Micro-blogging, a form of blogging that allows users to write brief text updates (usually around 160 characters) to be seen either by the public or a select group, has caught on in a large way over the last year or so. It is a completely new way to keep up with what’s going on in with someone. Think of it as a constant instant messaging status. Micro-blogging differs from instant messaging in one very basic way, it generally meant for general communication rather than specific. What does this mean? Well, for instance, if I want to talk to by friend Erick about some web development stuff, I’ll instant message him with my questions but,If I want to let people know that I am on my way to see a movie, I can send that to a micro-blogging site and those that subscribe to my notifications will be notified. Micro-blogging is very general while instant messaging is very specific. Micro-blogging can help you reach a mass audience while instant messaging will only allow to connect to a few people.
So who are the micro-bloggers? Well, everyone can be one, but there are a lot of people doing it right now. People you probably know, but many that you don’t. You are probably asking “Why would I want to tell the whole world I’m going to see a movie, or that I’m watching television?” and you are correct to ask it, but the question doesn’t really have definitive answer. In fact, once you stop asking this question, you’ll find that micro-blogging is easy. The trick, lies in convincing your friends to sign up and use the service(s) as well so you are all “in the know” on each other’s activities.
The larger players in the micro-blogging game are Twitter, Jaiku, & Pownce. Each have different features and variations on the micro-blogging phenomenon. But which one should you use? Well that largely depends on what you are looking for in a micro-blogging “platform”. Platform is probably the wrong word because you can not download and install one of these to your own server. They are not “platforms” in the sense that WordPress is a platform. It is however the best word I can find to describe them. Lets take a look at Twitter, Jaiku, and Pownce…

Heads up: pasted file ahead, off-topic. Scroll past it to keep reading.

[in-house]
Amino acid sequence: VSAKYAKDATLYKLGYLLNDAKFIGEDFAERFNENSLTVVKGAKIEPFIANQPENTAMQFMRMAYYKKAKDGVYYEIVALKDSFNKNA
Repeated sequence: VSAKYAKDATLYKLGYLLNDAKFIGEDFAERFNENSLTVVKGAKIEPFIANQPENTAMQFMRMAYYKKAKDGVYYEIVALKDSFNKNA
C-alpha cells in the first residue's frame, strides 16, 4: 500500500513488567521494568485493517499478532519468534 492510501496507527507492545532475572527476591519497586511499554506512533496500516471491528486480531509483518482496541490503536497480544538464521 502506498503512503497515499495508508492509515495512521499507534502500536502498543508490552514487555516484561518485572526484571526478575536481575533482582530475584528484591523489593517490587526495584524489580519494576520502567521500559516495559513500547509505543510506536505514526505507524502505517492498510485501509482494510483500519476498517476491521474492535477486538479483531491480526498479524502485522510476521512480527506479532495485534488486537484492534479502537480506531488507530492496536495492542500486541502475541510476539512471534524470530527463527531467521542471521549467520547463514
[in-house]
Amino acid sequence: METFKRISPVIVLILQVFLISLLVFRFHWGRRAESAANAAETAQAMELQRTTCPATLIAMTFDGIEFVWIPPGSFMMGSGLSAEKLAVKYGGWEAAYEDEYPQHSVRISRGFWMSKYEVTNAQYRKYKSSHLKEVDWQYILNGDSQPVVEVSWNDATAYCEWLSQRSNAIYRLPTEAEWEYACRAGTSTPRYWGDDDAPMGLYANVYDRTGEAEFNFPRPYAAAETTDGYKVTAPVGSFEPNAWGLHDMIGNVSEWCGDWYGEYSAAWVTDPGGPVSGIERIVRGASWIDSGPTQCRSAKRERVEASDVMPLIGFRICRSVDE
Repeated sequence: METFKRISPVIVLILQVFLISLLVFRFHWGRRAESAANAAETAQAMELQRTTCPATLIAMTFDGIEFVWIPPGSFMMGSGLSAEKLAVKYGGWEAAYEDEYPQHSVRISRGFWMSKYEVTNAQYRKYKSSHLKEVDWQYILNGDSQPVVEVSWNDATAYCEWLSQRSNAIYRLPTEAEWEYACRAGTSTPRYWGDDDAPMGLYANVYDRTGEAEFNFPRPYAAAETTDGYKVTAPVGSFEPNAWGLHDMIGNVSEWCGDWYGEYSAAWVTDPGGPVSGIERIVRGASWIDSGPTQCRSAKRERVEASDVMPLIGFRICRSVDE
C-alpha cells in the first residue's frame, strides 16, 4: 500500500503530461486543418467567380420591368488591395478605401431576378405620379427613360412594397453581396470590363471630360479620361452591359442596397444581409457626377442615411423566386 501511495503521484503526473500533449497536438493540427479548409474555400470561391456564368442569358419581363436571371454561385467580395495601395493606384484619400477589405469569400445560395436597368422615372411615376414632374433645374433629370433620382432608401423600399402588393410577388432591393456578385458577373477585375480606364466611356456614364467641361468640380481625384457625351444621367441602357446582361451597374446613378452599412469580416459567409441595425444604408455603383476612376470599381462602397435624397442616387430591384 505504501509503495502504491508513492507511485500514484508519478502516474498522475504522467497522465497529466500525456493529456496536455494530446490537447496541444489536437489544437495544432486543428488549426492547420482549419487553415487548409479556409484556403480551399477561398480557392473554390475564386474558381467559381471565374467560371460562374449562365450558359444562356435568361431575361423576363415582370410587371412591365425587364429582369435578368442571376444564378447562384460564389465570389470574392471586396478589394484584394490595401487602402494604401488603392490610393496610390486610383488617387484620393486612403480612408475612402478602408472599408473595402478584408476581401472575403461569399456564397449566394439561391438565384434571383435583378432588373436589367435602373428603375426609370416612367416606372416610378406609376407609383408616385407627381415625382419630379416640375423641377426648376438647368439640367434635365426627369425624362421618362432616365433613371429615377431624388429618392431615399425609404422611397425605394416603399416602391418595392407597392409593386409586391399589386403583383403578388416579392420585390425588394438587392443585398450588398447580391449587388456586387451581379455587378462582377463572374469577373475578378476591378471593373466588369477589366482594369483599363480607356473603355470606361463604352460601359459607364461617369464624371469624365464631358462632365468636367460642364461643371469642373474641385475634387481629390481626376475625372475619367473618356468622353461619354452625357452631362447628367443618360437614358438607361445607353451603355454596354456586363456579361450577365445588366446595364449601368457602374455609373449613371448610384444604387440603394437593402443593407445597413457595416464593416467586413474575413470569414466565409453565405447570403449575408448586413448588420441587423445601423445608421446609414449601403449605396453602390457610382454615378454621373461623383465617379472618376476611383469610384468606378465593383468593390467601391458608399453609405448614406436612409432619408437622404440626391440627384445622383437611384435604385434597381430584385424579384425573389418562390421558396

Twitter, the grand-daddy of the micro-blogging sites. It is also the most popular. Everyone has a Twitter account it seems. This is like the MySpace of micro-blogging sites. You just have to have one. That does not mean however that the service is bad. In fact, it is very straight forward, and definitely to the point. You open an account, you set up your IM and mobile phone settings and boom, you are on your way. Since this is “the MySpace of micro-blogging sites” chances are you have friends already on the site. This is where Twitter currently beats out Jaiku and Pownce, sheer numbers. You can use their little friend finder that will look at your web email contacts and see who already has an account and when it finds folks, it will ask you if you want to follow their “twits” and be notified of their updates.
What Twitter has in sheer numbers and simple straight forward set up, it lacks in the features department. For starters, its simply a point a follow operation. There ar very actual features to the service. However, some of this is augmented with the API that has been released. What Twitter lacks in actual “built-in” features, there are programmers that have implemented the API to create the missing features. Twitterfeed, is a perfect example of this. With TwitterFeed, you can set up RSS feeds to fill your Twitter status as the RSS feed(s) are updated. A great way to get your blog posts into your Twitter feed.
The next level up from Twitter is Jaiku. The recently (October 2007) Google acquired micro-blogging site takes the simpleness of Twitter and adds a couple of features. First off, Jaiku is just as easy to set up as Twitter. You set up your account, your IM name, and your mobile phone and you are on your way. Just like Twitter, you can set up to be notified via IM or SMS and you can send updates the same way. However, there are some extra things you can set up. Like “web feeds” which are RSS feeds of blogs, Flikr accounts, del.icio.us accounts, and even Last.FM accounts. You can set up these feeds in your Jaiku preferences and they update into your Jaiku “presence” feed. And it does it in a nice, human readable way so as not to clutter the user’s notification.